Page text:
In conclusion, although the tool was appreciated by individual users for its visual insights, it didn't demonstrate a clear value addition to the broader customer base, failing to convince the management of its utility.
Successful products strive to build strong relationships with their customers by delivering value to the end consumers. By recognizing and fulfilling the desires and requirements of customers and consumers alike, products can drive customer satisfaction, loyalty, and ultimately, business growth. For simplicity purposes, we will assume the consumer as the customer in this blog.
Once we have identified the initial list of customers, we need to approach them to schedule interviews. One advice I would give based on my previous experiences: Do not talk to people you know, such as your friends, family, teachers, mentors, well-wishers, or relatives. In fact, avoid anyone who knows you by name prior to the exercise. This is to eliminate any element of personal trust from the conversation and make the conversation as realistic as possible.
There’s no silver bullet on what tool works best to approach. It depends on the customer who you are targeting.
Step 2: Frame the hypothesis:
We need to identify the task/ process/ outcome that is of concern and the constraint because of which we believe the concern exists. There can be multiple concerns, so make sure to validate each of them during the validation process.
To streamline the process, we can use the following template to frame the hypothesis:
"I believe that <insert customer segments> experience a problem in <doing this task> due to <the constraint>."
For example, if you are building a document management system for the facility maintenance folks, the template would be like: I believe that facility managers for old campuses experience a problem in arranging drawings/ documents for upcoming construction work due to the documents being in different formats and measurement systems and the need to evaluate a long history of changes/ repairs at the old building.
As you can see here, there are two concerns: a) the documents being in different formats and b) the need to evaluate a long history of changes/ repairs at the old building.
Framing the hypothesis well in product discovery is crucial for several reasons:
· Clarity of Focus: A well-framed hypothesis provides a clear and specific statement about the problem or opportunity being addressed. It helps define the scope and boundaries of the product discovery process, ensuring that efforts are concentrated on relevant areas. By clearly articulating the problem or opportunity, teams can align their efforts and avoid wasting time on unrelated or vague ideas.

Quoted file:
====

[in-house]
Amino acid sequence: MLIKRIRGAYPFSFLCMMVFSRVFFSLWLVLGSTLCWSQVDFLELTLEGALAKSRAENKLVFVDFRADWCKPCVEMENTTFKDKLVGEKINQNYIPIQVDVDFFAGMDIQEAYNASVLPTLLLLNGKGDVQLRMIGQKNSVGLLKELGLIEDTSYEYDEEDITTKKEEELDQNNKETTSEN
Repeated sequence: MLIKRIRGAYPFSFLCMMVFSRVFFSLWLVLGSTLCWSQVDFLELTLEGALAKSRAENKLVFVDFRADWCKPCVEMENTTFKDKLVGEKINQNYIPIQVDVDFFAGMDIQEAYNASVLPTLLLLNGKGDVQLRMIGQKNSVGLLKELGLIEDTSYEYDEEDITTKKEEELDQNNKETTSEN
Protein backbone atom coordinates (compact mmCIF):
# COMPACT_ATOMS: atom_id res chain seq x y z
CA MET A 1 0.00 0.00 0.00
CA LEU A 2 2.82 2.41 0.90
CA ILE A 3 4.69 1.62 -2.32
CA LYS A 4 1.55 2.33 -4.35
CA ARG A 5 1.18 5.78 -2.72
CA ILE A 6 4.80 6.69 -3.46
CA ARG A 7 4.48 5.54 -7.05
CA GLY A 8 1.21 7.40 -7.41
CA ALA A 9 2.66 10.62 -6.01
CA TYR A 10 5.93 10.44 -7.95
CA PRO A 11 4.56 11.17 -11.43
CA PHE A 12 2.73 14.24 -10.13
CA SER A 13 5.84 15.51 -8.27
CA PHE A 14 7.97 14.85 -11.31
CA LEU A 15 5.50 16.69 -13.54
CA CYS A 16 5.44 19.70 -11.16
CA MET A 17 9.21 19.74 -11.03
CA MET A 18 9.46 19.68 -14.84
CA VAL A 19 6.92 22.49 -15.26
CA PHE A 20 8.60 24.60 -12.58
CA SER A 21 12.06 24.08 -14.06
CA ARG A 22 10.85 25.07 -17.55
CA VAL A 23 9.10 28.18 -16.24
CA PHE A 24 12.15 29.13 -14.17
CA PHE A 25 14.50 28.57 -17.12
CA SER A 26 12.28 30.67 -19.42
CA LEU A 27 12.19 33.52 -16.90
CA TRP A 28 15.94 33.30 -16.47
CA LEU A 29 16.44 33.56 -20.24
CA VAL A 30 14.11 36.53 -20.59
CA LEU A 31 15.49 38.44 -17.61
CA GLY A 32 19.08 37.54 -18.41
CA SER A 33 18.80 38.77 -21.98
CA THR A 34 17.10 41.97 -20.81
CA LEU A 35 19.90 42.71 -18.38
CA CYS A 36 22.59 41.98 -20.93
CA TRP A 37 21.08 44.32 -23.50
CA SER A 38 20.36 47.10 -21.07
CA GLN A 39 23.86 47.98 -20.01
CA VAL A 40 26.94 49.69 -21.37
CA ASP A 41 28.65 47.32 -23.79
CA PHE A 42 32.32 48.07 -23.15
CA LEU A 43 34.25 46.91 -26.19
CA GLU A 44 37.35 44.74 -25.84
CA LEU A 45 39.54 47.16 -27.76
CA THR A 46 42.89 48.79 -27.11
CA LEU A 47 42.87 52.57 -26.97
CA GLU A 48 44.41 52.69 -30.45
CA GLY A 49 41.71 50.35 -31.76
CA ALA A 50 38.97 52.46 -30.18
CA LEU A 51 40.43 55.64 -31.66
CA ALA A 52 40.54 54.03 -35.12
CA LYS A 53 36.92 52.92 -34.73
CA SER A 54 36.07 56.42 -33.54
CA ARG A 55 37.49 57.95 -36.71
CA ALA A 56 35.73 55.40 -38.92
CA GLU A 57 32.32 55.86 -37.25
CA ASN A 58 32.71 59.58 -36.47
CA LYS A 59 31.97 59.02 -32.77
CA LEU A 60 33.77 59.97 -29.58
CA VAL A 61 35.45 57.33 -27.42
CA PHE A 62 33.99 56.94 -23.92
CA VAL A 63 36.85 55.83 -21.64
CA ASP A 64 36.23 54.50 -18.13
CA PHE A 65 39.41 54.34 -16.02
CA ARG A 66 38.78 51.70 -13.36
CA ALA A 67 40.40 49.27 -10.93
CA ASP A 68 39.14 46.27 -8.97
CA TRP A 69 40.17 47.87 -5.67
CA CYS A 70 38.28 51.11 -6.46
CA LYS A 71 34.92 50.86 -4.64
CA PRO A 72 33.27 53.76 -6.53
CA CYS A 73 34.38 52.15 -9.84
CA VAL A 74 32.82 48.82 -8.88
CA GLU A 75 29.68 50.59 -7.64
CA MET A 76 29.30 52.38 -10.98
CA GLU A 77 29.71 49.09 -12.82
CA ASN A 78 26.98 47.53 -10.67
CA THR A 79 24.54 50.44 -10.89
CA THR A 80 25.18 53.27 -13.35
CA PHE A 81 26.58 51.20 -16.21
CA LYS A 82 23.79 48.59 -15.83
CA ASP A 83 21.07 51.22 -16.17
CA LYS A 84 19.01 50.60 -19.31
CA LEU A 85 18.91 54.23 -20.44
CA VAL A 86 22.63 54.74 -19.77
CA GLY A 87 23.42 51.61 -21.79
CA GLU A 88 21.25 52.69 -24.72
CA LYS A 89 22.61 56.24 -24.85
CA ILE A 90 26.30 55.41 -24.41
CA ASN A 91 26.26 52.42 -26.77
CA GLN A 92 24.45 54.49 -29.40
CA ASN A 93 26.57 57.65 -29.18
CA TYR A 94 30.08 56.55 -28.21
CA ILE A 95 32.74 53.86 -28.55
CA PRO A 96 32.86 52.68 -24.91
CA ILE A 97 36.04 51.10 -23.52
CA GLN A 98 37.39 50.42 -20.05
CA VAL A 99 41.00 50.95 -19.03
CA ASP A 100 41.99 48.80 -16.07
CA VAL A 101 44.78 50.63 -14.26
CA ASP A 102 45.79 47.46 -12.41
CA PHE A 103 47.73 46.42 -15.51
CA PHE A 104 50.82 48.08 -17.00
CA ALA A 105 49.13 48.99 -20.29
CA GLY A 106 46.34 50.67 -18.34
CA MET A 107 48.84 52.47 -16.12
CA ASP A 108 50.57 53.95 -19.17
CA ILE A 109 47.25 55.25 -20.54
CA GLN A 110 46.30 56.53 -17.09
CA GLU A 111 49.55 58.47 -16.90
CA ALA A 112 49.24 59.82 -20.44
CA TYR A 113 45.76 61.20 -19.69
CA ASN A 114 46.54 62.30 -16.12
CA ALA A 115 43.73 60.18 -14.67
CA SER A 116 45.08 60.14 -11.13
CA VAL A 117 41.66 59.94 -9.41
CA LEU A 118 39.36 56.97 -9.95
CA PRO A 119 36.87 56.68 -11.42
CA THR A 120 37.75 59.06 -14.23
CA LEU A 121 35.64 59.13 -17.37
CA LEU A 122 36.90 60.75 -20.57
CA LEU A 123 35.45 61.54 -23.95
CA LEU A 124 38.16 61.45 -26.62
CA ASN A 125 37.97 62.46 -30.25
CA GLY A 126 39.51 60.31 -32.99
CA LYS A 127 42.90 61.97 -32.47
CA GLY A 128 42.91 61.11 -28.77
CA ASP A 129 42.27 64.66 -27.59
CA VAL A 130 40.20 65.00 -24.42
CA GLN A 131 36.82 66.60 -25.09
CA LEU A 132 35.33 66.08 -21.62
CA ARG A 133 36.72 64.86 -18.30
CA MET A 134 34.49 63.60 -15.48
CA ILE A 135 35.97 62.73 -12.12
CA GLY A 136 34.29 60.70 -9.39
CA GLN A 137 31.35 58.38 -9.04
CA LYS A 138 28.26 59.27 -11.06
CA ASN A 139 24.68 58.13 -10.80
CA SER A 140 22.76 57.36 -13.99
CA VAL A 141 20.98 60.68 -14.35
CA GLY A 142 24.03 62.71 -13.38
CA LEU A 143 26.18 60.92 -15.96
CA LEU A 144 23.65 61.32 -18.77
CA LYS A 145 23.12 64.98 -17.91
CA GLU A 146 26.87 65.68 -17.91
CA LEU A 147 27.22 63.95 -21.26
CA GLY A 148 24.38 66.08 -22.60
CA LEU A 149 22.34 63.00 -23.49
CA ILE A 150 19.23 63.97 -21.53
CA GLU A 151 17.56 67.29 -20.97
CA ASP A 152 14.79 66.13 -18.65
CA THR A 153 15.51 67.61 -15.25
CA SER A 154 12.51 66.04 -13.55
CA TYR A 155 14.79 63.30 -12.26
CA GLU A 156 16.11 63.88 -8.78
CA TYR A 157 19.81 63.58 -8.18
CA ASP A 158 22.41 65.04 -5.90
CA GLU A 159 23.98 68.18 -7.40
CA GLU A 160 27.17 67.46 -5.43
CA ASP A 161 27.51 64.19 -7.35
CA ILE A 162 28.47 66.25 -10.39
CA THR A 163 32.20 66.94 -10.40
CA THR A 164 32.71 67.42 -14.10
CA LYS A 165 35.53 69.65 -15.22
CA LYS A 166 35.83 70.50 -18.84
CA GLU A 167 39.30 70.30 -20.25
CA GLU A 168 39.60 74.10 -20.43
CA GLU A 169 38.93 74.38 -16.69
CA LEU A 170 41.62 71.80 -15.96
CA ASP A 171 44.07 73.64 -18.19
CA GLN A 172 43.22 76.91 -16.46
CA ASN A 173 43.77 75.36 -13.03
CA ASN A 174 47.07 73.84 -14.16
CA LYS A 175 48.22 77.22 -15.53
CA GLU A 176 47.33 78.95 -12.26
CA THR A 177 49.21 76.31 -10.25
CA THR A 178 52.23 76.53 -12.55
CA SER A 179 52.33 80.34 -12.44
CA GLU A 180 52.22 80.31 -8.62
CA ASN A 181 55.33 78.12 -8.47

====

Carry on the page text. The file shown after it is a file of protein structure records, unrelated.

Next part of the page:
· Testable and Measurable: A well-framed hypothesis is structured in a way that allows it to be tested and measured. It sets clear expectations and provides a basis for evaluating the success or failure of the hypothesis. By establishing specific metrics or success criteria, teams can objectively assess whether the hypothesis holds true and whether the desired outcome is achieved.
· Focus on Learning: Product discovery is an iterative process that aims to gain insights and learn from user feedback. A well-framed hypothesis encourages a learning mindset by posing a specific question or assumption that needs validation. It guides teams to gather relevant data, conduct experiments, and seek feedback to test the hypothesis, enabling them to gain valuable insights and adjust their product strategy accordingly.
· Risk Mitigation: Framing a hypothesis well allows product teams to identify and address potential risks early on. By stating assumptions explicitly, teams can identify the most critical uncertainties and focus on validating them. This helps mitigate risks associated with product development by testing assumptions and reducing uncertainty before committing significant resources to building the product.
· Collaboration and Alignment: A well-framed hypothesis serves as a communication tool that fosters collaboration and alignment among team members and stakeholders. It provides a shared understanding of the problem or opportunity being explored, guiding discussions and decision-making throughout the product discovery process. A clear hypothesis ensures that everyone is on the same page, reducing misunderstandings and promoting effective collaboration.
By framing the hypothesis well in product discovery, teams can maintain focus, establish testable goals, foster a learning culture, mitigate risks, and promote collaboration. It provides a solid foundation for conducting meaningful experiments, gathering insights, and making informed product decisions.
Step 3: Validation:
Validation is by far the most important part of the process and sits at the crux of it all. The purpose is to understand if the hypothesis is:
· Genuinely true: The customers agree that it is a problem that they face.
· If the customer wants to solve the problem: A great example of it would be when lets say a business buys from a supplier at 1% extra price than the market. Ideally, the business would want to replace the supplier to reduce cost but in reality the purchasing manager wouldn’t want that. This is because he has built a relationship and trust with the other person over a long period. There is a tactical understanding between the purchasing manager and the supplier that an extra 1% is not worth the hassle of changing the supplier. So, there is a problem but the customer doesn’t want to solve it.